BY KIRSTEN E. PAULSON
Sunny skies and warm weather made for perfect conditions this weekend during the 25th annual Hong Kong Dragon Boat Festival in New York (HKDBF-NY) at Flushing Meadows Corona Park.
HKDBF-NY is the largest event of its kind in the U.S., and for 25 years it has drawn an audience of more than 50,000 people from across North America. This free, multicultural festival, held on Aug. 8 and 9, is a celebration of the age-old tradition of dragon boat racing, a sport that makes use of colorful, custom-made teak boats specially made by craftsmen in Hong Kong.
The boats, which have dragon heads and tails that adorn their front and back ends, are piloted by teams of 20 people: 18 paddlers, a drummer and a navigator.
Races and other activities began at 9 a.m. on Saturday; however, the festival was officially kicked off at noon with an opening ceremony, preceded by a parade in which dragon dancers and drummers led a procession of racing teams to the main stage, where they were greeted by a cheering crowd.
Henry Wan, chairman of the HKDBF-NY board, led the ceremony and accepted numerous proclamations from local politicians who were in attendance, including City Councilman Peter Koo, Queens Borough President Melinda Katz, Congresswoman Grace Meng, state Senator Toby Ann Stavisky, Public Advocate Letitia James, and representatives for Mayor Bill de Blasio and Governor Andrew Cuomo.
“It’s a privilege to serve the community and to see all these people coming out to enjoy the festival,” Wan said. The ceremony concluded with a ribbon-cutting, as well as a traditional ritual in which the eyes of the dragon that led the parade were dotted with red paint.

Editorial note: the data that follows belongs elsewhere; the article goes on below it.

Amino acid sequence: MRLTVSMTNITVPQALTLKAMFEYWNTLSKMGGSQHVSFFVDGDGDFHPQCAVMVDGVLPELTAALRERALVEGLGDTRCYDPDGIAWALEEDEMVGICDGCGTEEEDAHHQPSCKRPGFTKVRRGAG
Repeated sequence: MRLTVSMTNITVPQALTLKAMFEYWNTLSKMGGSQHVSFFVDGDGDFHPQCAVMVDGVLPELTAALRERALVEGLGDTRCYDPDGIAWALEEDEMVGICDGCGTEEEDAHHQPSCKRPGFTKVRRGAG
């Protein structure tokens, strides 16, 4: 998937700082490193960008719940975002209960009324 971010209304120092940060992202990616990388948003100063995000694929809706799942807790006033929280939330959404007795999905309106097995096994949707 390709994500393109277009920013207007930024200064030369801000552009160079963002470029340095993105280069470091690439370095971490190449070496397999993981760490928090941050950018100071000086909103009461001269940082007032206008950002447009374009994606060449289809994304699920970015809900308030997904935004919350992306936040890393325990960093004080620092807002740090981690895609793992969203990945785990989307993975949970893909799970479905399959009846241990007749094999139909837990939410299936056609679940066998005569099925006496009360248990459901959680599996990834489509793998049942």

Races resumed after the opening ceremony. More than 200 teams and 2,500 participants from the U.S. and Canada participated in this year’s U.S. Dragon Boat Open Championship. Several major corporations fielded teams for the races, including Con Edison, HSBC Bank, Flushing Bank, the Sing Tao Daily, Morgan Stanley and Merrill Lynch. The Municipal Invitational race featured teams fielded by de Blasio, Katz, Meng, Assemblyman Ron Kim and various New York City agencies such as the NYPD, the FDNY, the Department of Environmental Protection and the Parks Department.
Festival-goers were also able to enjoy a variety of entertainment on the main stage, including dance and musical performances that incorporated both traditional and contemporary Chinese arts, comedy acts, and martial arts demonstrations by Shaolin monks. Japanese and Italian musical and dance groups also put on a show at the festival.
The festival’s menu included typical Chinese fare such as lo mein, spring rolls, and steamed buns and dumplings. Attendees also had the choice to chow down on shish kebobs, grilled meats, pretzels, churros, sno-cones and other diverse foods.
“The recognition we’re getting from everybody is one of our major achievements,” Wan said. “We began 25 years ago with just 10 teams, and now we have over 200. Nobody knew what the dragon boat race was, and now it’s one of the biggest events in New York City. There’s been a huge outpouring of support from the community and corporations.”